For example, if the authentication URL for the service is, send a POST request with a JSON content body containing the service username and password. If authenticated, the server response includes an X-Subject-Token header containing an authentication token. Here's an example request and response:

Figure 3. Sample request/response for Object Storage service authentication
Sample request/response for object storage service authentication
Sample request/response for object storage service authentication

The response also includes a series of endpoints, one for each of the services available in this OpenStack deployment. Look through it until you find the endpoint for the Object Storage service, as shown below. This endpoint URL will be the target of all subsequent requests.

Figure 4. Object Storage service endpoint
Object storage service endpoint
Object storage service endpoint

Once you have the authentication token and the endpoint URL, you can begin interacting with the Object Storage service using the Swift API. For example, to add a new container, send a PUT request to the endpoint URL, adding the new container name to the end of the URL and remembering to include an X-Auth-Token header in the request with the authentication token. So, if the endpoint URL is, send a PUT request to to create a new container named "container1". Here's an example:

Figure 5. Sample request/response for object storage container creation
Sample request/response for object storage container creation
Sample request/response for object storage container creation

Similarly, if you want to list all containers in the account, you can send a GET request to the corresponding endpoint URL without any parameters – in this example, - as shown below:

Figure 6. Sample request/response for object storage container listing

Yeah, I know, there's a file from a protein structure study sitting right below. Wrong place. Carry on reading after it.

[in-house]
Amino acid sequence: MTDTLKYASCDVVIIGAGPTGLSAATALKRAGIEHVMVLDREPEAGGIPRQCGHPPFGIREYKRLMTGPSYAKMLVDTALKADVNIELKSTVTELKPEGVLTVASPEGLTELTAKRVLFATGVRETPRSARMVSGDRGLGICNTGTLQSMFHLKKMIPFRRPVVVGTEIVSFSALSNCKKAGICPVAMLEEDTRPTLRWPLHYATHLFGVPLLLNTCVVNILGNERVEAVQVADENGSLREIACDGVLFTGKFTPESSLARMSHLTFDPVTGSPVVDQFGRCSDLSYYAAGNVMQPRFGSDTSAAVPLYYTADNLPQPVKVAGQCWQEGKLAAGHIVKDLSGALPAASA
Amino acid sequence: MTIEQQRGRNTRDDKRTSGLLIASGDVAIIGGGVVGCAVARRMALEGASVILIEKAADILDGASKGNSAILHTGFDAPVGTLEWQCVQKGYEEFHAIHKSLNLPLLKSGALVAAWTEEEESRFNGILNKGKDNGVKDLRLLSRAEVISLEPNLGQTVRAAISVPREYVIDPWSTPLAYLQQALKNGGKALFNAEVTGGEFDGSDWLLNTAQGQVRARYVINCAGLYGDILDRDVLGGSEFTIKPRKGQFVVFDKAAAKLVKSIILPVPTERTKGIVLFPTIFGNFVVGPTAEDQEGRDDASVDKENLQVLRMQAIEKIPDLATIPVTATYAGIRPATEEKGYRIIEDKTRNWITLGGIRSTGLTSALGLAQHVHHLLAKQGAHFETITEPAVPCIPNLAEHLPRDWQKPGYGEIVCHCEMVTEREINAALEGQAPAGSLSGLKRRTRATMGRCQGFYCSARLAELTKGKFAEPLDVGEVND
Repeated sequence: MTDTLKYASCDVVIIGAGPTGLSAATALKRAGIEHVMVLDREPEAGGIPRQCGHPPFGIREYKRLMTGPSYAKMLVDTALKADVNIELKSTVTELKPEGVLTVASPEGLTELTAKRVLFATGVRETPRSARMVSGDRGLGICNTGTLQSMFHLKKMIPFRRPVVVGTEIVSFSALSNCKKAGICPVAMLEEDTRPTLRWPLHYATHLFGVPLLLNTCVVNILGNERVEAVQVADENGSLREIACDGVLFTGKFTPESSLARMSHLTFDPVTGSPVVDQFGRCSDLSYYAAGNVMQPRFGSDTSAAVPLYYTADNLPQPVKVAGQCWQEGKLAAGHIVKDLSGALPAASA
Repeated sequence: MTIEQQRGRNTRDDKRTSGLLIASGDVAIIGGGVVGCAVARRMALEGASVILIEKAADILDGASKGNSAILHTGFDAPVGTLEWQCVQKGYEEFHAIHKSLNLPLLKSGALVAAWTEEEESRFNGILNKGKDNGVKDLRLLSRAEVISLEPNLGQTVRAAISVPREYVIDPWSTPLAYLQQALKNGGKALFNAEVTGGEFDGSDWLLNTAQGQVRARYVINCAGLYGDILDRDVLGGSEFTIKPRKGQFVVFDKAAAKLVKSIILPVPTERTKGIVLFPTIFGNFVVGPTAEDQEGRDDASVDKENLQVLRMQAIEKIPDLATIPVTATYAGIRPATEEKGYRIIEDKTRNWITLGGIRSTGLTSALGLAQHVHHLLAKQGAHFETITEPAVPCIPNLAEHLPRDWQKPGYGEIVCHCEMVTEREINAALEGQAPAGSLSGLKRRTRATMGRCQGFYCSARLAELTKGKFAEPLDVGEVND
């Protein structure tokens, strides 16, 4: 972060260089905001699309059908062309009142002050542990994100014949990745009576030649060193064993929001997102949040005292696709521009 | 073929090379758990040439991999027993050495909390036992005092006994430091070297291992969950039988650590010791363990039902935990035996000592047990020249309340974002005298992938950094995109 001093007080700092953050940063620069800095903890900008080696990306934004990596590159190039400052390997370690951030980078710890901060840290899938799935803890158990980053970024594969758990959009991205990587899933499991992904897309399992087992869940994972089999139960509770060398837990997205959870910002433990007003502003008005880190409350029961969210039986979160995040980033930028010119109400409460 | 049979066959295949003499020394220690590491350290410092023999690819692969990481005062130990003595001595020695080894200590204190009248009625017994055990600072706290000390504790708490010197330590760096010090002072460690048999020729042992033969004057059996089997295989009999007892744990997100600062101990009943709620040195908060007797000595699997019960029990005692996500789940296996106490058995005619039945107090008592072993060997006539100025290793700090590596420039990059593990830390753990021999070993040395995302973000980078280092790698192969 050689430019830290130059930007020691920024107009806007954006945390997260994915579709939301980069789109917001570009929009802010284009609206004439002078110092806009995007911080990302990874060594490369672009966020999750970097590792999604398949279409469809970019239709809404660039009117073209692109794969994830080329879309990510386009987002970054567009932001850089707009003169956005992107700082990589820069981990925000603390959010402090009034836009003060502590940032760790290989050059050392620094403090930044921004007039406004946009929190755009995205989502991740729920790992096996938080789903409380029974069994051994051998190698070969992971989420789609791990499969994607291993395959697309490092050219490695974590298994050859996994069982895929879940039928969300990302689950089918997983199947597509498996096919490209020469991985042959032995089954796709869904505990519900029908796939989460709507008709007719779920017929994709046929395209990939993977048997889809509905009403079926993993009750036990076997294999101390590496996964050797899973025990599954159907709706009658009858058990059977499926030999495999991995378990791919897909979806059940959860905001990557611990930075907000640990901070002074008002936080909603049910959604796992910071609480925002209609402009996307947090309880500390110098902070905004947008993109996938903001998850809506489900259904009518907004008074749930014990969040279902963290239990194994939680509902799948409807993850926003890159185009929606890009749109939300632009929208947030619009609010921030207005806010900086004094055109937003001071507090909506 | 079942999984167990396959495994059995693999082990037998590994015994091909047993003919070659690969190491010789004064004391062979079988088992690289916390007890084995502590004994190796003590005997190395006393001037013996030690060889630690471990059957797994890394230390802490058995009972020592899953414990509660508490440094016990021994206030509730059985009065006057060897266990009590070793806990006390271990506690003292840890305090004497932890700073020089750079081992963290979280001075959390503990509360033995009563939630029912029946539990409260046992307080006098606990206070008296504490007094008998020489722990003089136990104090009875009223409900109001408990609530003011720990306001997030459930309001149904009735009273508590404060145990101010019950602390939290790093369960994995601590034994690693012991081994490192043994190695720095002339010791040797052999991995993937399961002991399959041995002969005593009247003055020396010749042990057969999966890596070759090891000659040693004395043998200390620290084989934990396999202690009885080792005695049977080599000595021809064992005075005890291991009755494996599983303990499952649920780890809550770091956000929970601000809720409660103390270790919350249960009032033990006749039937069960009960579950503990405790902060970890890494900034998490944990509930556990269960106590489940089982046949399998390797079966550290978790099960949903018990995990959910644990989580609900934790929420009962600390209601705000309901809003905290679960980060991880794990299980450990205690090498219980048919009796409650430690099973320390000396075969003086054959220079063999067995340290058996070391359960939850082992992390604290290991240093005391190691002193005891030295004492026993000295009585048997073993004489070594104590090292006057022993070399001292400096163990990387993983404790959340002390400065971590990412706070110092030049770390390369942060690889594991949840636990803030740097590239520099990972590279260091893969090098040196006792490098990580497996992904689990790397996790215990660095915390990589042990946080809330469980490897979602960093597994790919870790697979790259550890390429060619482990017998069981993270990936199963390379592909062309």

Sample request/response for object storage container listing
Sample request/response for object storage container listing

Store uploaded files in the Object Storage service instance

Although it's certainly possible to interact with the Object Storage API using requests and responses like the ones shown above, an easier solution for application developers is to use php-opencloud, a PHP SDK for OpenStack-based deployments. This SDK provides a convenient PHP wrapper around the Swift API methods, so you simply need to call the appropriate method, for example, createContainer() or listContainers(). The client library will take care of formulating the request and decoding the response for you. You still need to know what's going on in the background, though, both to debug errors and in case you want to perform an operation that's not currently supported in the SDK.

The php-opencloud package was included in the composer dependency file shown in Part 1 of this article, so you should already have it installed in your development system. Before using it, copy your Object Storage service credentials to the PHP application. Edit the $APP_ROOT/config.php file and add the credentials to it following the example below:

$config['settings']['object-storage']['url'] = "URL";
$config['settings']['object-storage']['region'] = "REGION";
$config['settings']['object-storage']['user'] = "USERNAME";
$config['settings']['object-storage']['pass'] = "PASSWORD";

Then, use this configuration to initialize a new OpenStack client using Slim's DI container by adding the code below to the $APP_ROOT/public/index.php file:

// Slim application initialization - snipped

// initialize dependency injection container
$container = $app->getContainer();

// add Object Storage service client
$container['objectstorage'] = function ($container) {
  $config = $container->get('settings');
  $openstack = new OpenStack\OpenStack(array(